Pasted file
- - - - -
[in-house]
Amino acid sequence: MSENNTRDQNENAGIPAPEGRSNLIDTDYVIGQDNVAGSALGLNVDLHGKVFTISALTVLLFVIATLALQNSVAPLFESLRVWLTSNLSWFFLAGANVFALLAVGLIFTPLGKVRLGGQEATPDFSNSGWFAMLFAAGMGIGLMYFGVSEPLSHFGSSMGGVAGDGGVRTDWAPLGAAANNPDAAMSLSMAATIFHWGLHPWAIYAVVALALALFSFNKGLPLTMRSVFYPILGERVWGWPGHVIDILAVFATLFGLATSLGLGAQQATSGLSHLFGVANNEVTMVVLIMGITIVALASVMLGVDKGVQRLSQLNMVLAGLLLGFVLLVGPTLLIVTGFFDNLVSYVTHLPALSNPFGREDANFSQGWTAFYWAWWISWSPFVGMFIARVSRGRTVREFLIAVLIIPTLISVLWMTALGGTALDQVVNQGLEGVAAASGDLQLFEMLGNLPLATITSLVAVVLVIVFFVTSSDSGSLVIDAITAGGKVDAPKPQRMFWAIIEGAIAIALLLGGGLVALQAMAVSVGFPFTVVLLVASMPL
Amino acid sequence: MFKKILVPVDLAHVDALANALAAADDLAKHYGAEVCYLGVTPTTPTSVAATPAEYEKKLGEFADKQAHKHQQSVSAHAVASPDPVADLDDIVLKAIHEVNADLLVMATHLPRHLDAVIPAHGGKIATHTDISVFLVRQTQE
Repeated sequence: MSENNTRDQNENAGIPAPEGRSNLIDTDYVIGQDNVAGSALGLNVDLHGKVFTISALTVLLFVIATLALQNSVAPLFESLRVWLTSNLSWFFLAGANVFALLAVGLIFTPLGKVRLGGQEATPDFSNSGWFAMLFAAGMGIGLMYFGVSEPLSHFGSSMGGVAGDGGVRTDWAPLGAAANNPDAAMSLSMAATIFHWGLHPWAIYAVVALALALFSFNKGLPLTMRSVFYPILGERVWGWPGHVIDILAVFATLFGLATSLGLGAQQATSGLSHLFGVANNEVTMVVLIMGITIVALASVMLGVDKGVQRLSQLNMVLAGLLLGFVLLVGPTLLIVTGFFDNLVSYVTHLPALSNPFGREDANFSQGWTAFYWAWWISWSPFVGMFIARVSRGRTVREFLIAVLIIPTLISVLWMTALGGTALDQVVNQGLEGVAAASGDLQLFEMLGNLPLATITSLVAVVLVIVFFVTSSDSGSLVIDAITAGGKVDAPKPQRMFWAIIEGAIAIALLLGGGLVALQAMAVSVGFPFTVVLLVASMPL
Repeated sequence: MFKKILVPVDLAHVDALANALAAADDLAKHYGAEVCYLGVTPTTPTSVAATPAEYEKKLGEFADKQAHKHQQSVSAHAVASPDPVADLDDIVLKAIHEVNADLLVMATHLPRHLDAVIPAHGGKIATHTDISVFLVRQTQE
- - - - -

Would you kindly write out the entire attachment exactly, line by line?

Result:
[in-house]
Amino acid sequence: MSENNTRDQNENAGIPAPEGRSNLIDTDYVIGQDNVAGSALGLNVDLHGKVFTISALTVLLFVIATLALQNSVAPLFESLRVWLTSNLSWFFLAGANVFALLAVGLIFTPLGKVRLGGQEATPDFSNSGWFAMLFAAGMGIGLMYFGVSEPLSHFGSSMGGVAGDGGVRTDWAPLGAAANNPDAAMSLSMAATIFHWGLHPWAIYAVVALALALFSFNKGLPLTMRSVFYPILGERVWGWPGHVIDILAVFATLFGLATSLGLGAQQATSGLSHLFGVANNEVTMVVLIMGITIVALASVMLGVDKGVQRLSQLNMVLAGLLLGFVLLVGPTLLIVTGFFDNLVSYVTHLPALSNPFGREDANFSQGWTAFYWAWWISWSPFVGMFIARVSRGRTVREFLIAVLIIPTLISVLWMTALGGTALDQVVNQGLEGVAAASGDLQLFEMLGNLPLATITSLVAVVLVIVFFVTSSDSGSLVIDAITAGGKVDAPKPQRMFWAIIEGAIAIALLLGGGLVALQAMAVSVGFPFTVVLLVASMPL
Amino acid sequence: MFKKILVPVDLAHVDALANALAAADDLAKHYGAEVCYLGVTPTTPTSVAATPAEYEKKLGEFADKQAHKHQQSVSAHAVASPDPVADLDDIVLKAIHEVNADLLVMATHLPRHLDAVIPAHGGKIATHTDISVFLVRQTQE
Repeated sequence: MSENNTRDQNENAGIPAPEGRSNLIDTDYVIGQDNVAGSALGLNVDLHGKVFTISALTVLLFVIATLALQNSVAPLFESLRVWLTSNLSWFFLAGANVFALLAVGLIFTPLGKVRLGGQEATPDFSNSGWFAMLFAAGMGIGLMYFGVSEPLSHFGSSMGGVAGDGGVRTDWAPLGAAANNPDAAMSLSMAATIFHWGLHPWAIYAVVALALALFSFNKGLPLTMRSVFYPILGERVWGWPGHVIDILAVFATLFGLATSLGLGAQQATSGLSHLFGVANNEVTMVVLIMGITIVALASVMLGVDKGVQRLSQLNMVLAGLLLGFVLLVGPTLLIVTGFFDNLVSYVTHLPALSNPFGREDANFSQGWTAFYWAWWISWSPFVGMFIARVSRGRTVREFLIAVLIIPTLISVLWMTALGGTALDQVVNQGLEGVAAASGDLQLFEMLGNLPLATITSLVAVVLVIVFFVTSSDSGSLVIDAITAGGKVDAPKPQRMFWAIIEGAIAIALLLGGGLVALQAMAVSVGFPFTVVLLVASMPL
Repeated sequence: MFKKILVPVDLAHVDALANALAAADDLAKHYGAEVCYLGVTPTTPTSVAATPAEYEKKLGEFADKQAHKHQQSVSAHAVASPDPVADLDDIVLKAIHEVNADLLVMATHLPRHLDAVIPAHGGKIATHTDISVFLVRQTQE